What Is a Collaborative Divorce?

A collaborative divorce is a method of resolving disputes where participants work with a team of professionals to co-create their own agreements. Couples work together in a respectful way, keeping in mind the importance of protecting their children and other involved people from conflict. Decisions are made by the participants without the involvement of a judge or other decision authority. The key principles of collaborative divorce — also called collaborative practice or collaborative process — are:

  • The voluntary and free exchange of information;
  • The pledge not to litigate;
  • The commitment to resolutions that respect your shared goals.

There are many differences between a contested divorce decided by a judge and a collaborative divorce decided by the participants.

First, neither the participants nor the attorneys or any of the professionals on the team appear in court. While the participants never give up the right to have a judge decide their differences for them, they, and the professionals, commit in a formal written agreement (“Stipulation to Proceed by Collaborative Law”) to resolve without going to court. By requesting a court hearing, the collaborative process ends.

Second, this is a voluntary process. Participants are not required to participate. The process can only move forward if both participants agree to cooperate. This does not mean giving up or giving in; it does mean being open to solutions that bring value to all involved—participants and their children. It’s a lot of work, far more than in a contested or litigated case, because the participants are responsible for the outcome, not the judge and not the lawyers.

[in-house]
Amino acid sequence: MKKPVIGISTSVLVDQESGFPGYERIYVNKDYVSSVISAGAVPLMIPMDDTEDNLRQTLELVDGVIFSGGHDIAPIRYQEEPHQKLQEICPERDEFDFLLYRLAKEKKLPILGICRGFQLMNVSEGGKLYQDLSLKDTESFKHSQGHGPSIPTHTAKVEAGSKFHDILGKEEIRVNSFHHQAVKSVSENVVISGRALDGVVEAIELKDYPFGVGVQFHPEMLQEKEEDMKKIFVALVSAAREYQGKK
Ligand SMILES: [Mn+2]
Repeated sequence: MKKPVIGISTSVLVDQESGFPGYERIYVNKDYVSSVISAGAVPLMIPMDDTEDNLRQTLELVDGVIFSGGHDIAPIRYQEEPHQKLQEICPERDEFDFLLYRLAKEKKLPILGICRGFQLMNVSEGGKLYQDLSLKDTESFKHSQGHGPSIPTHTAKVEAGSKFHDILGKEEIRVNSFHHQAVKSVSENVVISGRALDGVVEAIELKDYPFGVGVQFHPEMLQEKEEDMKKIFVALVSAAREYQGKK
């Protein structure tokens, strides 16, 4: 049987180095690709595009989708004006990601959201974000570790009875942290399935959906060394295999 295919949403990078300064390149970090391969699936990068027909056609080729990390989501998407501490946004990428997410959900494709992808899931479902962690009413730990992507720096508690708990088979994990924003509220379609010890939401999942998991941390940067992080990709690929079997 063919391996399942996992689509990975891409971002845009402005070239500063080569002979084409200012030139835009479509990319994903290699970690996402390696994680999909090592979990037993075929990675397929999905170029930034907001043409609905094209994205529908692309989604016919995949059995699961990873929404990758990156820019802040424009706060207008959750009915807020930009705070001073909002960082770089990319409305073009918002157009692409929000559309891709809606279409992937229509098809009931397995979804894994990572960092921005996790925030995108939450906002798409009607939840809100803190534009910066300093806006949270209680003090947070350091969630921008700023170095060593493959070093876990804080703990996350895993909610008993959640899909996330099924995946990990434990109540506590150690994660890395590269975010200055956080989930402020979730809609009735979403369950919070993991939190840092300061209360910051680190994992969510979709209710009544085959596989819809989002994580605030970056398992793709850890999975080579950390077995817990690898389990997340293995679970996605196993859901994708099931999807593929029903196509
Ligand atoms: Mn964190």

Third, the discussions go beyond just the law and beyond today. Participants are educated on the law and are supported by the professionals to identify the real-life impact of their decisions. Final decisions tend to focus more on their goals and interests. While we do answer the questions the must be resolved today, to complete the divorce, we also work with a focus on the future – what impact will selling the house today have on the participants and their children next year, and the year after? Will it get them to where they want to be, or is it better to hold on to the house for a time and build up more equity, for example. We look at what the “end game” is.

All that said, collaborative tends to be more forward-looking with the goal that the decisions made today will set the participants and their families on a path for a successful future—however they define “success.”